Interest | Art & Culture

Coming Back to Live Shows: Ethics of Watching Concert

Senin, 17 Oct 2022 13:00 WIB
Coming Back to Live Shows: Ethics of Watching Concert
Foto: CXO Media
Jakarta -

As the world's slowly reshaping itself into its new normalcy, one thing dearly missed is also coming back: live music shows. After the long absence of live music, gigs, parties, concerts, and festivals are now back in full swing, with multiple events often happening at the same time. The volume of shows and excitement is understandable since events like these provide a space for gathering and entertainment for a large group of people. With this, however, the issues that often trouble live shows are also coming back. Perhaps it's the uncontrollable euphoria, lack of concert-going experience for some, or just general disregard for others, but there are unspoken rules for watching live performances. For a better concert-going experience, we break down some of them here.

Don't harass people

First off the bat, an obvious one but somehow it still needs to be said. There's too many cases of women being harassed within large crowds since the perpetrator is unlikely to be found. Often, women in concerts are even approached, flirted with, or even followed through the venue by unwanted solicitors based on liking the same type of music. It seems ludicrous to even say, but concerts are not the place for you to do that-neither is everywhere else. Live shows are supposed to be a safe place to have fun, and everyone deserves to be comfortable in them.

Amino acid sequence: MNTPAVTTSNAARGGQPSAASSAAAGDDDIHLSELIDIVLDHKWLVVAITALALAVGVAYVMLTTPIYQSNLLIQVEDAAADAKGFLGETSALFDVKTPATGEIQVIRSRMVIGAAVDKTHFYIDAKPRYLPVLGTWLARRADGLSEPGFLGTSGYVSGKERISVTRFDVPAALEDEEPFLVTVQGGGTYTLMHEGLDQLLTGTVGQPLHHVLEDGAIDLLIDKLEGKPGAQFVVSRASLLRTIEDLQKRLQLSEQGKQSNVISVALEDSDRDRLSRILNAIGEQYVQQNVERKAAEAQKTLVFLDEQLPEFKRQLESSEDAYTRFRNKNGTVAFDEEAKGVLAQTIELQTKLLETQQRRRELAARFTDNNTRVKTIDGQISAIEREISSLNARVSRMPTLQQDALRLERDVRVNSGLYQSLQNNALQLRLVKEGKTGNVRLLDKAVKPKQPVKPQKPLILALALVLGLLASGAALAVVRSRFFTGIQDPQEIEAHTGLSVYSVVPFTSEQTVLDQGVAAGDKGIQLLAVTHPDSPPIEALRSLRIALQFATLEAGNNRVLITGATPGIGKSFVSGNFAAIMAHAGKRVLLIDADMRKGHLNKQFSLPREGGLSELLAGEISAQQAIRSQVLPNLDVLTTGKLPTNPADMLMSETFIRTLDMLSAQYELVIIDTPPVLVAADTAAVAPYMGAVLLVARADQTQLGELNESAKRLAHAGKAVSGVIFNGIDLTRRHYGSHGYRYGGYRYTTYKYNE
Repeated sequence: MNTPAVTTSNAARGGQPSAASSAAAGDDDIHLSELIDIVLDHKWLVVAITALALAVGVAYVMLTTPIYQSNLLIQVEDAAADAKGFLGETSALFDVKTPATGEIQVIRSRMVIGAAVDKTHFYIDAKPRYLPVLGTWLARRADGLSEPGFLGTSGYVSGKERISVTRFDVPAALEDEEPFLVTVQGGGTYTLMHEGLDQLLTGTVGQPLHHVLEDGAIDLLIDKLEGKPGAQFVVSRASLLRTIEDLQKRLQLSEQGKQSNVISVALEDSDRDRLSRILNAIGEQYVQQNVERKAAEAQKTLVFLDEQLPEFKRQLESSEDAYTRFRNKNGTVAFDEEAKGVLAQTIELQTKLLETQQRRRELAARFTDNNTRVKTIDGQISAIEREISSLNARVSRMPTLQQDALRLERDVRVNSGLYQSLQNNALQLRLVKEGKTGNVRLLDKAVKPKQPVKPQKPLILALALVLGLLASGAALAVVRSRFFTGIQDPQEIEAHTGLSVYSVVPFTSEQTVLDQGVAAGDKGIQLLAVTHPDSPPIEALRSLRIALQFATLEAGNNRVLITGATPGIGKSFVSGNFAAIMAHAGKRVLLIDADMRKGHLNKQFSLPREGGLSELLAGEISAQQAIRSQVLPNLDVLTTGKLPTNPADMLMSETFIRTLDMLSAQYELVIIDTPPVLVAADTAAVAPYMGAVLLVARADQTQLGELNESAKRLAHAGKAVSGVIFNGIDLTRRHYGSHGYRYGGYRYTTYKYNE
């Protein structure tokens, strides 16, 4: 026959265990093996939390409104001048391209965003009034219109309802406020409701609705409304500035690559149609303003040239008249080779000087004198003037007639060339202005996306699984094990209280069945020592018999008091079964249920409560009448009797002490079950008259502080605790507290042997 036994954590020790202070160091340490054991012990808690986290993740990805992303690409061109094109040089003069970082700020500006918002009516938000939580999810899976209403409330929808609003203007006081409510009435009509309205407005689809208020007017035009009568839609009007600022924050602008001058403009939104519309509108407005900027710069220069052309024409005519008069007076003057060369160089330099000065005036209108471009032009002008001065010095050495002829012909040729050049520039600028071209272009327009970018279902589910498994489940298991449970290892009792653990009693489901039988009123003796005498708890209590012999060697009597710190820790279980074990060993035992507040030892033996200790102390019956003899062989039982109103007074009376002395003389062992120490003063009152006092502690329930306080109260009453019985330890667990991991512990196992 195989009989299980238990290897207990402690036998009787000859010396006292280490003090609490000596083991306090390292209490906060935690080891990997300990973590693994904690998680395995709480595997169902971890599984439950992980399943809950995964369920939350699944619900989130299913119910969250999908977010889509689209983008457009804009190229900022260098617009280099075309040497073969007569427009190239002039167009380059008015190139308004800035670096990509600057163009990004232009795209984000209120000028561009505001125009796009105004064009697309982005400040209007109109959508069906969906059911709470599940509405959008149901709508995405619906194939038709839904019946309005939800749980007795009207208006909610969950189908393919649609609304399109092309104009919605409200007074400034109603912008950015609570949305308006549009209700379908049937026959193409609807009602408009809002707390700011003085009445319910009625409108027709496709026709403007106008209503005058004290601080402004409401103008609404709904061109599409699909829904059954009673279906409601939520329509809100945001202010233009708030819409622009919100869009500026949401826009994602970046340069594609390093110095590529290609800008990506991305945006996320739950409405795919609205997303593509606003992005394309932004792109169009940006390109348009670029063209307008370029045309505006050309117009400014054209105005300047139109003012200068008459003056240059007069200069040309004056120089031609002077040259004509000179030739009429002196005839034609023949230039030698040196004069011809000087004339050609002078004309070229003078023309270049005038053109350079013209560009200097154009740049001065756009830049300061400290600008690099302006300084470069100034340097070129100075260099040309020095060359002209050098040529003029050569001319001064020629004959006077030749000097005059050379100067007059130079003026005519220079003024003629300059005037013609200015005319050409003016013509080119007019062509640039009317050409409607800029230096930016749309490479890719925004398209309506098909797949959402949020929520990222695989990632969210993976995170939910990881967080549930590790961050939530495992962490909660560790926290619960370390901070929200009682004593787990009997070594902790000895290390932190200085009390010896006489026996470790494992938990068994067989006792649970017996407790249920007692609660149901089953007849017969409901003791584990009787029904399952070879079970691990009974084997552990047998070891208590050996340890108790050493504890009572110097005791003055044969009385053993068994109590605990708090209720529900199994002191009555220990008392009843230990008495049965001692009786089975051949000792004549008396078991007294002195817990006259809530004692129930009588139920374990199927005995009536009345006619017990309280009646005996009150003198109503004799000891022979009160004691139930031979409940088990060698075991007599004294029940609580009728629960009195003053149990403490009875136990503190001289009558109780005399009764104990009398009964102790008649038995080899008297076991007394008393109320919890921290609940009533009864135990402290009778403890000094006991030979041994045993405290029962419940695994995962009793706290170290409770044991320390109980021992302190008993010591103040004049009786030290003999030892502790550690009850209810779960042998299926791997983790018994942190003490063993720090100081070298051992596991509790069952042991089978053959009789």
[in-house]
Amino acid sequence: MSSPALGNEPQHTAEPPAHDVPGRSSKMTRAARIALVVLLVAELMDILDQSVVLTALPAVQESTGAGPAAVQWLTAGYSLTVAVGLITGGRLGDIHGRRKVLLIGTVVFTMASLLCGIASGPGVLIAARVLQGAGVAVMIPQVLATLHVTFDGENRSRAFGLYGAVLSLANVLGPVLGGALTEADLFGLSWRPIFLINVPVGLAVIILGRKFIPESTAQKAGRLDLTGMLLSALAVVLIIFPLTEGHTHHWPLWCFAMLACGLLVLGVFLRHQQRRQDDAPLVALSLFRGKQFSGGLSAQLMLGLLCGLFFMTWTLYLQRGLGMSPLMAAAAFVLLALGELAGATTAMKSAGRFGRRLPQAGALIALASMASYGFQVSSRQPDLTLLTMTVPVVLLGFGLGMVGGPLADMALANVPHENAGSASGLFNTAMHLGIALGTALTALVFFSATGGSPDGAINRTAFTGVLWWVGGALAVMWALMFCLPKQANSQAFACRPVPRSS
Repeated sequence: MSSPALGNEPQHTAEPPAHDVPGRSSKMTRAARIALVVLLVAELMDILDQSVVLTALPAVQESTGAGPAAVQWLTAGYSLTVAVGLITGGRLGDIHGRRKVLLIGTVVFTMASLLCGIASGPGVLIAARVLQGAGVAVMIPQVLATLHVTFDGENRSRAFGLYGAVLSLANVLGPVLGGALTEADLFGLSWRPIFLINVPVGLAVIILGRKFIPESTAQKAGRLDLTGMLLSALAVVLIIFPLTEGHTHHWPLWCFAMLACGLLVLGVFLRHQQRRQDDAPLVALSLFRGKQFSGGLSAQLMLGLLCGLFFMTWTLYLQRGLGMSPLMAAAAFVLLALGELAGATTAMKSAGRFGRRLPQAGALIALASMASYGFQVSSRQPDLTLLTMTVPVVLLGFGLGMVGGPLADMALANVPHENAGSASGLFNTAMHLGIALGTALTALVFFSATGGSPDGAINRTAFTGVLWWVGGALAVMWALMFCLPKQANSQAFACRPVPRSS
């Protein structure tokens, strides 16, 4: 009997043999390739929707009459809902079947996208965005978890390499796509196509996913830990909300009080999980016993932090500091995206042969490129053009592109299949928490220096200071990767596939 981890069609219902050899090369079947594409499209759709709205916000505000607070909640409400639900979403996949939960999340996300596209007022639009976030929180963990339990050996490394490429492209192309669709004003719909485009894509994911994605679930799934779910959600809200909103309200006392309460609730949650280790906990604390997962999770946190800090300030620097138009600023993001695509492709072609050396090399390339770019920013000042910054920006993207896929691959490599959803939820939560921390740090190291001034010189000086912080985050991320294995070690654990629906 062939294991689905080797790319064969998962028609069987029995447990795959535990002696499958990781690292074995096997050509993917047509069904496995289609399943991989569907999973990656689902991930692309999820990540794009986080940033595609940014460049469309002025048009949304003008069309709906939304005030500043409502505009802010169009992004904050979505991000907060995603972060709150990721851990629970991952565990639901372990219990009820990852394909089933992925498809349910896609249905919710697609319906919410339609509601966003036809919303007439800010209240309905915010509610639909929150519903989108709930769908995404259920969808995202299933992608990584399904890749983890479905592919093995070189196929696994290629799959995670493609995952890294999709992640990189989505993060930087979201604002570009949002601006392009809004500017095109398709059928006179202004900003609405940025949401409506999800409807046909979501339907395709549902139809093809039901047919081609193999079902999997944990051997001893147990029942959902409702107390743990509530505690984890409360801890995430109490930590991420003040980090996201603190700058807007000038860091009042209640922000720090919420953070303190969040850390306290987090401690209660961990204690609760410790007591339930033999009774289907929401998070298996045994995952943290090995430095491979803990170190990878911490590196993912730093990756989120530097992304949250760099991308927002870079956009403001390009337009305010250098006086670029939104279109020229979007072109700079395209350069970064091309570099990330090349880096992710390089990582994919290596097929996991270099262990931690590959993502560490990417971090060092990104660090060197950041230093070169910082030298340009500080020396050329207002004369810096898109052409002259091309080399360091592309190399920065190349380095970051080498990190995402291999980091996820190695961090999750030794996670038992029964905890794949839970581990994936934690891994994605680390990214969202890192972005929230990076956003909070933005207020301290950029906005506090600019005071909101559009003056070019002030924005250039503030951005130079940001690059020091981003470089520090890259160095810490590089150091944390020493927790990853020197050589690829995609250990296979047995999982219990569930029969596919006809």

Respect the performers

Live shows are driven by the exchange of energies between the performers and the audience. Interactions between the two are a big part of what makes live shows great. Stage dives, singing along with the performers, or shredding their guitars when they lean it toward the audience are all great, but know that every performer is different. Not all bands engage in these types of interactions since some need the utmost attention to perform. Bands like Teenage Death Star are known to sometimes let the audience replace them to play their songs, while the band members lean back and watch their "replacement band"—but Teenage Death Star is now every band and this is far from the norm. Storming the stage to the point of the performers being overwhelmed by the sheer amount of people should not be done. There's also been a rise of audience booing the performers since they're not who the audience wants to watch. Aside from being disrespectful, this is also absurd because aren't live shows the best place to discover new music?

Mosh pits are not a place to be violent for the sake of it

While it may be intimidating, mosh pits are a place where you can express yourself and react to music physically with your whole body. The point of mosh pits is not to get violent, but an exchange of energies is definitely involved. The golden rule is to pick up anyone you saw fall down, as mosh pits are a place of unity. The same goes with people's stuff if you happen to find glasses, shoes, or other things, help the owner by retrieving and giving it back if you can. You are not there to intentionally hurt people, but getting hit is to be expected. Don't seek revenge if you're accidentally hit. Also, not everyone would want to participate in mosh pits, so don't pull people in.

In general, just don't be a jerk

This applies to concerts and real life. For some, drinking enhances the live music experience but please be mindful of how it impacts the people around you. Being intoxicated to the point of needing help from others would defeat the purpose of watching live music. Also, be mindful of your own height as it can hinder the views of people around you. It's disrespectful to come late and push to the front, as the space is already filled with people. At the end of the day, it's all about having fun-but not at the expense of other people's experiences.

[Gambas:Audio CXO]